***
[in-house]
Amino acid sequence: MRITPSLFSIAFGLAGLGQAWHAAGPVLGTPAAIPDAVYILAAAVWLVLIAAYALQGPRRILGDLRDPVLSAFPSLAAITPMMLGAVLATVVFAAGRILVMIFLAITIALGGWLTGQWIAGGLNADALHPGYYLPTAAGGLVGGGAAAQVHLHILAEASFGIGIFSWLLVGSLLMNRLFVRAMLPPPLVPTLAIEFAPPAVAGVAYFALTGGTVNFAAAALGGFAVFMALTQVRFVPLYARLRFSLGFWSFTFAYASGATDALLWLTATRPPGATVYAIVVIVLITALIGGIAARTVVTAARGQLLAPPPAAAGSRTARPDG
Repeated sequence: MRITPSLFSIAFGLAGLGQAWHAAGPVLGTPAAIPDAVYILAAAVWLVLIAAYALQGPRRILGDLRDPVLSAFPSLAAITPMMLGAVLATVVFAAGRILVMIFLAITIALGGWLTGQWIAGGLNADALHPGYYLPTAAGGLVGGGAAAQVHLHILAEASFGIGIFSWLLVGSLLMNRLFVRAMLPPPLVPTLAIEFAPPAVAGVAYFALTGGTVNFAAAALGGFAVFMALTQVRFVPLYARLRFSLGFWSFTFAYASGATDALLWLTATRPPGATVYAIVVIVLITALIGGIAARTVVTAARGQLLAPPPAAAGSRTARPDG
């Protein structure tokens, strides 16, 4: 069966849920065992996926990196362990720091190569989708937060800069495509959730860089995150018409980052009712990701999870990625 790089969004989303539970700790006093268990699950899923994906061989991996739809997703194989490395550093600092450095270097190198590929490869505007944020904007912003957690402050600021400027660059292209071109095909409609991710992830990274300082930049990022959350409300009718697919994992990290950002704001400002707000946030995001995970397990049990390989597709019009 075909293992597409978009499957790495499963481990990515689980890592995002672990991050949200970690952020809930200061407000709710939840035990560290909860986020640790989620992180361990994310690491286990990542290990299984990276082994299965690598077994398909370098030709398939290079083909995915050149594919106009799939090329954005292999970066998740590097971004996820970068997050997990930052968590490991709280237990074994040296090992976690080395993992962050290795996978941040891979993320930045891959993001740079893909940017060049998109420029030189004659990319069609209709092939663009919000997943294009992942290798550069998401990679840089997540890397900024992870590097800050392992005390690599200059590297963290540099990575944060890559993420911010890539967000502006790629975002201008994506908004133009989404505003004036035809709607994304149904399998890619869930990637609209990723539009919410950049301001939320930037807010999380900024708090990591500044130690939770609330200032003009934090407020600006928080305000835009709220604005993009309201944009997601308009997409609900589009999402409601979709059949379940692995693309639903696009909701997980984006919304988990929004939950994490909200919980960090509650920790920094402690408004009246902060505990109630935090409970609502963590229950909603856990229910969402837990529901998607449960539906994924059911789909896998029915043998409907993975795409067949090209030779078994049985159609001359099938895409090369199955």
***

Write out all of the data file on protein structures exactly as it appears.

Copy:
[in-house]
Amino acid sequence: MRITPSLFSIAFGLAGLGQAWHAAGPVLGTPAAIPDAVYILAAAVWLVLIAAYALQGPRRILGDLRDPVLSAFPSLAAITPMMLGAVLATVVFAAGRILVMIFLAITIALGGWLTGQWIAGGLNADALHPGYYLPTAAGGLVGGGAAAQVHLHILAEASFGIGIFSWLLVGSLLMNRLFVRAMLPPPLVPTLAIEFAPPAVAGVAYFALTGGTVNFAAAALGGFAVFMALTQVRFVPLYARLRFSLGFWSFTFAYASGATDALLWLTATRPPGATVYAIVVIVLITALIGGIAARTVVTAARGQLLAPPPAAAGSRTARPDG
Repeated sequence: MRITPSLFSIAFGLAGLGQAWHAAGPVLGTPAAIPDAVYILAAAVWLVLIAAYALQGPRRILGDLRDPVLSAFPSLAAITPMMLGAVLATVVFAAGRILVMIFLAITIALGGWLTGQWIAGGLNADALHPGYYLPTAAGGLVGGGAAAQVHLHILAEASFGIGIFSWLLVGSLLMNRLFVRAMLPPPLVPTLAIEFAPPAVAGVAYFALTGGTVNFAAAALGGFAVFMALTQVRFVPLYARLRFSLGFWSFTFAYASGATDALLWLTATRPPGATVYAIVVIVLITALIGGIAARTVVTAARGQLLAPPPAAAGSRTARPDG
């Protein structure tokens, strides 16, 4: 069966849920065992996926990196362990720091190569989708937060800069495509959730860089995150018409980052009712990701999870990625 790089969004989303539970700790006093268990699950899923994906061989991996739809997703194989490395550093600092450095270097190198590929490869505007944020904007912003957690402050600021400027660059292209071109095909409609991710992830990274300082930049990022959350409300009718697919994992990290950002704001400002707000946030995001995970397990049990390989597709019009 075909293992597409978009499957790495499963481990990515689980890592995002672990991050949200970690952020809930200061407000709710939840035990560290909860986020640790989620992180361990994310690491286990990542290990299984990276082994299965690598077994398909370098030709398939290079083909995915050149594919106009799939090329954005292999970066998740590097971004996820970068997050997990930052968590490991709280237990074994040296090992976690080395993992962050290795996978941040891979993320930045891959993001740079893909940017060049998109420029030189004659990319069609209709092939663009919000997943294009992942290798550069998401990679840089997540890397900024992870590097800050392992005390690599200059590297963290540099990575944060890559993420911010890539967000502006790629975002201008994506908004133009989404505003004036035809709607994304149904399998890619869930990637609209990723539009919410950049301001939320930037807010999380900024708090990591500044130690939770609330200032003009934090407020600006928080305000835009709220604005993009309201944009997601308009997409609900589009999402409601979709059949379940692995693309639903696009909701997980984006919304988990929004939950994490909200919980960090509650920790920094402690408004009246902060505990109630935090409970609502963590229950909603856990229910969402837990529901998607449960539906994924059911789909896998029915043998409907993975795409067949090209030779078994049985159609001359099938895409090369199955």